Amazon Web Services claims to be making significant progress in restoring functionality to a large number of EC2, Elastic Block Storage (EBS) and Relational Database Service (RDS) instances that went down due to a “networking event” in the early-morning hours and affected a number of popular web sites.
According to its most recent updates on EC2 and EBS:
10:26 a.m. PDT We have made significant progress in stabilizing the affected EBS control plane service. EC2 API calls that do not involve EBS resources in the affected Availability Zone are now seeing significantly reduced failures and latency and are continuing to recover. We have also brought additional capacity online in the affected Availability Zone and stuck EBS volumes (those that were being remirrored) are beginning to recover. We cannot yet estimate when these volumes will be completely recovered, but we will provide an estimate as soon as we have sufficient data to estimate the recovery. We have all available resources working to restore full service functionality as soon as possible. We will continue to provide updates when we have them.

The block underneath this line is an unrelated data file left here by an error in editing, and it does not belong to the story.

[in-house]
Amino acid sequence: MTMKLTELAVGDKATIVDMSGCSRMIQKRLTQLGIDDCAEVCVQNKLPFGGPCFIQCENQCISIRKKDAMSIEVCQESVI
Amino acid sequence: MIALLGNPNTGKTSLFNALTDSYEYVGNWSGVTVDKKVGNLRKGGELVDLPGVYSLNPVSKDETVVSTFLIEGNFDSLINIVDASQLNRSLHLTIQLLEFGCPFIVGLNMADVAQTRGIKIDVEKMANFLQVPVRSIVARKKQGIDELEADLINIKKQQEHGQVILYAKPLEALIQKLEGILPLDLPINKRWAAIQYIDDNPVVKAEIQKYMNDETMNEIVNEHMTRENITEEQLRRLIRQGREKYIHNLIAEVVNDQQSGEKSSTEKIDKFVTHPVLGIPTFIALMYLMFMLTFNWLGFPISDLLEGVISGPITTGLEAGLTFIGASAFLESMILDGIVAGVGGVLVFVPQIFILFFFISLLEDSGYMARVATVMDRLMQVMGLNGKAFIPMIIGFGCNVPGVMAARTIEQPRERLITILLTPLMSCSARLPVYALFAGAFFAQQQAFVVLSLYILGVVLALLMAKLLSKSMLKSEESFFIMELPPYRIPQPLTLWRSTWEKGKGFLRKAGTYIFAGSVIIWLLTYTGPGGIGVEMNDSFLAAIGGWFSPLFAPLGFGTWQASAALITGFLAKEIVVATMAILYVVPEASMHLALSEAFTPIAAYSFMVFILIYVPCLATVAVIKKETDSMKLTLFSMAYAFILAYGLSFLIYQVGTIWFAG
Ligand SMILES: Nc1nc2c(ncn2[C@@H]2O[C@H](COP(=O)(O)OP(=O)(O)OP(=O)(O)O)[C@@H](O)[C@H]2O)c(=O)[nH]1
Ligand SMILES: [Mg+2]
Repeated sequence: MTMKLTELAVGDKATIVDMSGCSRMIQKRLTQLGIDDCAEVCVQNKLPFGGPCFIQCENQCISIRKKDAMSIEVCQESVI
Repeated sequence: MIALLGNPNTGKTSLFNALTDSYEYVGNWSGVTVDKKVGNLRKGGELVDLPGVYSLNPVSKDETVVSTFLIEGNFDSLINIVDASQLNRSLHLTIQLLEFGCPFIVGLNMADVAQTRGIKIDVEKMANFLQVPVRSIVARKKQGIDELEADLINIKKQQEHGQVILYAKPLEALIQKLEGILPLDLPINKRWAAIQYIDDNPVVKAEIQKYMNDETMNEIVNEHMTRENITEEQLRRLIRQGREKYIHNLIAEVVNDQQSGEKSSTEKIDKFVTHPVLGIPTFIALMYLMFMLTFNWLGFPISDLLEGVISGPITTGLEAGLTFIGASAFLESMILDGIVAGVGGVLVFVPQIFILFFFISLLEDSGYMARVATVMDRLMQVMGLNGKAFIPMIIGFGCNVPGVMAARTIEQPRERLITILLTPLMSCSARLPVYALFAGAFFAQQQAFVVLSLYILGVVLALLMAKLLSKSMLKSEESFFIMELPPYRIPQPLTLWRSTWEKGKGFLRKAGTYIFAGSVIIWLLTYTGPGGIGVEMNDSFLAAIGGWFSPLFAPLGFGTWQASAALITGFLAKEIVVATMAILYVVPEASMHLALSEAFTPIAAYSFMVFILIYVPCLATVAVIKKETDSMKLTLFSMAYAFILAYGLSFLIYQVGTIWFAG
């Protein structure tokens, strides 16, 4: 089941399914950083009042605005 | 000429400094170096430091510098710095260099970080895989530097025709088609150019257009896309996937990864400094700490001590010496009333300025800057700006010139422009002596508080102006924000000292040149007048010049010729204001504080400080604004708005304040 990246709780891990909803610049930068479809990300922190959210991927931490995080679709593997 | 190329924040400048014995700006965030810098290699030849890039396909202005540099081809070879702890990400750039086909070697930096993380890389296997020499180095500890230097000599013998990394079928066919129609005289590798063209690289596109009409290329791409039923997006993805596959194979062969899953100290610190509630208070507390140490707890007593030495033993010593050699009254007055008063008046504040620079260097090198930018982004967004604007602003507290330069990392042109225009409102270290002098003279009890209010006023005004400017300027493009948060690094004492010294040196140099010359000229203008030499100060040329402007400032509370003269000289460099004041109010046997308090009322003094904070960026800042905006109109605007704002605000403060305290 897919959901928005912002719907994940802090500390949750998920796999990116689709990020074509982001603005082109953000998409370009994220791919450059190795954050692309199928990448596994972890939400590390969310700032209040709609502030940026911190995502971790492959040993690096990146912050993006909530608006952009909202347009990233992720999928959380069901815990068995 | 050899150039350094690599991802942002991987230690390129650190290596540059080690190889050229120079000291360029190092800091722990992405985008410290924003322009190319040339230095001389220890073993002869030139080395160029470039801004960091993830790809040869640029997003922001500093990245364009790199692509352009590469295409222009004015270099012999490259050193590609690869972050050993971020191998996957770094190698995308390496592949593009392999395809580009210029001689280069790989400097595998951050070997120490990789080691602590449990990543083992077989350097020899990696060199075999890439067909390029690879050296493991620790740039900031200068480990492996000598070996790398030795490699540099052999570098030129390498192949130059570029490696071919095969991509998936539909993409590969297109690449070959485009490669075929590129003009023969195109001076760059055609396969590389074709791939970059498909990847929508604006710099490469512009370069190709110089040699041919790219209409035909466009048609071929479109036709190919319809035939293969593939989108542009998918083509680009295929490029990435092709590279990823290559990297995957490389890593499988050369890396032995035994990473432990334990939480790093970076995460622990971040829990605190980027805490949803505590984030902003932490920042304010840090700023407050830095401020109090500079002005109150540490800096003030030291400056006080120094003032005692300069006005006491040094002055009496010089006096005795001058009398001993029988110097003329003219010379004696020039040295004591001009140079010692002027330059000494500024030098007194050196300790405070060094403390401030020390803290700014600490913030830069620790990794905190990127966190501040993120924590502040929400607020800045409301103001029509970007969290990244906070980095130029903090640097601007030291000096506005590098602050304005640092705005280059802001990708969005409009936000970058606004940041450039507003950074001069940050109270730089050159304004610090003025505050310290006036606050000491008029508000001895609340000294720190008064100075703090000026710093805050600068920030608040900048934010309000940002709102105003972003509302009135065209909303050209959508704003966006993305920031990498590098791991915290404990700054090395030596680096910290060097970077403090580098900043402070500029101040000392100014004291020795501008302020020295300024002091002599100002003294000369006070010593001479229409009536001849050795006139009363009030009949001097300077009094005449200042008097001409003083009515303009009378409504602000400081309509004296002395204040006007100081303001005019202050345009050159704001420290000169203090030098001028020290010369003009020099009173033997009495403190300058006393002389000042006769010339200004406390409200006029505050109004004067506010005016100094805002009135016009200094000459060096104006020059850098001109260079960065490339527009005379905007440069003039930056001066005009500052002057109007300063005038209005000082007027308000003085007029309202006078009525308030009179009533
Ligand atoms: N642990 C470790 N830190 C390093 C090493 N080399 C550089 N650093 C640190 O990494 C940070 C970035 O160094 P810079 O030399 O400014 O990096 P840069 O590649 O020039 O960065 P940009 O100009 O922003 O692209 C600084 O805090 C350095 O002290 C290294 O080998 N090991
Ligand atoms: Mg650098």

Regarding RDS, which was further behind in terms of progress earlier, AWS is reporting that:
10:35 a.m. PDT We are making progress on restoring access and IO latencies for affected RDS instances. We recommend that you do not attempt to recover using Reboot or Restore database instance APIs or try to create a new user snapshot for your RDS instance – currently those requests are not being processed.
It’s a long outage, especially by AWS terms, but it underscores the importance of having disaster recovery and failover plans in place when using public cloud resources. In many ways, cloud computing providers are learning as they go, too, and new issues will be resolved, but they might take some time.